Paul Pelletier hang gliding at Lonesome Pine (1975)
At the May 1984 annual meeting, the members of Lonesome Pine recommended moving forward with plans to install a T-Bar to improve uphill capacity and bring in more skiers. By February of 1985, fundraising tallied $37,000. Though it considered purchasing a new lift, the group opted to purchase a used T-Bar from an area in northern New York. Realizing the group did not have the skills necessary to install the lift, Lonesome Pine reached out to the community. Local farmer Claude Morin led the job, with help from the Fort Kent Highway Department, Daigle Oil Company, and Valley Airlines.
The T-Bar debuted for the 1985-86 season, significantly boosting business at Lonesome Pine. Circa 1986, Darold Bossie took over the reins as general manager from Jean Paul Duval.
To modernize slope conditions, Lonesome Pine acquired a snow cat from an area in Vermont for the 1987-88 season. One year later, the Valley Trail was cleared.
General manager Darold Bossie (1990)
Mike Voisine likely became general manager of Lonesome Pine in the 1990s.
Circa 1994, Lucien Theriault designed an expansion to the base lodge that doubled it in size. A group of volunteers likely completed the project in time for the 1995-96 season.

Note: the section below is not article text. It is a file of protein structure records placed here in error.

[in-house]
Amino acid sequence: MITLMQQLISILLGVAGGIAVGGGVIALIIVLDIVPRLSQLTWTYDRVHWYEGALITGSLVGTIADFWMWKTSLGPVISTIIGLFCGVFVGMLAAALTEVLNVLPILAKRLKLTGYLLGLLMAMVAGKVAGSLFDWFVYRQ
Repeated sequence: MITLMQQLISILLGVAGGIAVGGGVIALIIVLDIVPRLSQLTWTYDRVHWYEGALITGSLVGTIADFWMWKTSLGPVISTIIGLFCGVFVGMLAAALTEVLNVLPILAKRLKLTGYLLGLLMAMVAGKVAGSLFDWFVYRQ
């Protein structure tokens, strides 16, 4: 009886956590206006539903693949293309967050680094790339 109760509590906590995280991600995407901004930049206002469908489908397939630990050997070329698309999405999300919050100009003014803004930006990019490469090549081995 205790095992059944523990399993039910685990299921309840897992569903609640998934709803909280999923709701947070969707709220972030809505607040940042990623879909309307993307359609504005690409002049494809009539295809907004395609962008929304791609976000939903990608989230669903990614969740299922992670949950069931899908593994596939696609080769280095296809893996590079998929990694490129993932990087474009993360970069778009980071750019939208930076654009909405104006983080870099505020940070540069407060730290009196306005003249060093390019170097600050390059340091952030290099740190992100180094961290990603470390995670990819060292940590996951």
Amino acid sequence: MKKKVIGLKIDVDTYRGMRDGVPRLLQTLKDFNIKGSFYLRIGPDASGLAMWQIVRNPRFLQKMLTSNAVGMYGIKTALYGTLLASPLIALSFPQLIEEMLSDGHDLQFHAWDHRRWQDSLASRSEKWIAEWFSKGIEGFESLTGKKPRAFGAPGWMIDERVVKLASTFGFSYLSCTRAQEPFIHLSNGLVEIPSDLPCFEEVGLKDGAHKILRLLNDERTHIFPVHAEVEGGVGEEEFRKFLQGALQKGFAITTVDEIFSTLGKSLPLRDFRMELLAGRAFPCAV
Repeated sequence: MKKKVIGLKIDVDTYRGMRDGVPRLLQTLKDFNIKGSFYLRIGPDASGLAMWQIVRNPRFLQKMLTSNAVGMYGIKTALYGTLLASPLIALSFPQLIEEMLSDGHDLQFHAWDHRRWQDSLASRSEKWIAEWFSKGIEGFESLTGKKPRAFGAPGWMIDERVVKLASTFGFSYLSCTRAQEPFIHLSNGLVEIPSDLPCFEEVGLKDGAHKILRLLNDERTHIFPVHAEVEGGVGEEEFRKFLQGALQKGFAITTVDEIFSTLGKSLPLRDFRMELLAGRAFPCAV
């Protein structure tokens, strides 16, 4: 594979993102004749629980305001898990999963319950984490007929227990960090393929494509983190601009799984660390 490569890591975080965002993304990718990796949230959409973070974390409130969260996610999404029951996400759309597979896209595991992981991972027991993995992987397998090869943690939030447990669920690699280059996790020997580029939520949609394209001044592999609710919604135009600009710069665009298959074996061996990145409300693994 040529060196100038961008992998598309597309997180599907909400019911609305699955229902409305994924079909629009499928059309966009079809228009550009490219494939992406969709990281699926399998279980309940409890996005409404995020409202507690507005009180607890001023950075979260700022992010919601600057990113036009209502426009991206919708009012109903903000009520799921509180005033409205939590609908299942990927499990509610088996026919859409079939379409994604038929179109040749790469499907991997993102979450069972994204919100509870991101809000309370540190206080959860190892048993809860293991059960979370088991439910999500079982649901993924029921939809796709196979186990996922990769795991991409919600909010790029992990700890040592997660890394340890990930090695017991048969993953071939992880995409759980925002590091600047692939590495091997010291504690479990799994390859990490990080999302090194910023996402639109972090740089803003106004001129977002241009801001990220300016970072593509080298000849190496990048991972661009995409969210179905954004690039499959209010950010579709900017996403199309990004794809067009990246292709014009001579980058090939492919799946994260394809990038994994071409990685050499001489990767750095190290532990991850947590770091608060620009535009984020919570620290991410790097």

Meanwhile, in 1999 the Fort Kent Outdoor Center was established near Lonesome Pine Trails with funding from the Libra Foundation. Some of the nordic ski area's trails reach Lonesome Pine Trails.
A temporary snowmaking system was leveraged during the winter of 2001-02, as Lonesome Pine failed to open until mid-January. Soderberg Construction loaned the area snowmaking equipment, which allowed Lonesome Pine to cover one trail for key ski races. Soderberg Construction later constructed the Caribou High School ski area.
A fundraiser for the installation of a permanent snowmaking system was kicked off in May 2003, quickly amassing $55,000. Leveraging the municipal water, the system was constructed for the 2003-2004 season, initially covering the Maine and Reservoir trails. Snowmaking was subsequently expanded to cover the Founders and Garbonstingle trails.
Lonesome Pine Trails continues to operate to this day as a non-profit entity with the T-Bar, snowmaking, and night skiing.
The Maine (2017)
Click on lift name for information and photos
Year by Year History
Adult Weekend Full Day Lift Ticket; Adult Full Price Unlimited Season Pass
||Season Pass Price
|2022-23||$25.00||$215.00||8.6 days||December 10||April 8|
|2021-22||December 11||April 9|
|2020-21||$25.00||$205.00||8.2 days||December 12||April 3|
|2019-20||$25.00||$205.00||8.2 days||December 14||March 15|
||Season Pass Price
|2018-19||$25.00||$205.00||8.2 days||December 15||April 7|
|2017-18||$20.00||$195.00||9.8 days||December 16||April 8|
|2016-17||$20.00||$195.00||9.8 days||December 10||April 2|
|2015-16||$20.00||$195.00||9.8 days||December 12|
||Season Pass Price
|"It was a nice time skiing but you need hotel and a chairlift and more trails but nice place. "|
|Nah Levesque, Oct. 28, 2021|
Lonesome Pine Trails - official site
County Ski Tow - New England Lost Ski Areas Project
Lonesome Pines - New England Lost Ski Areas Project
Lonesome Pine Trails - SmallSkiAreas.com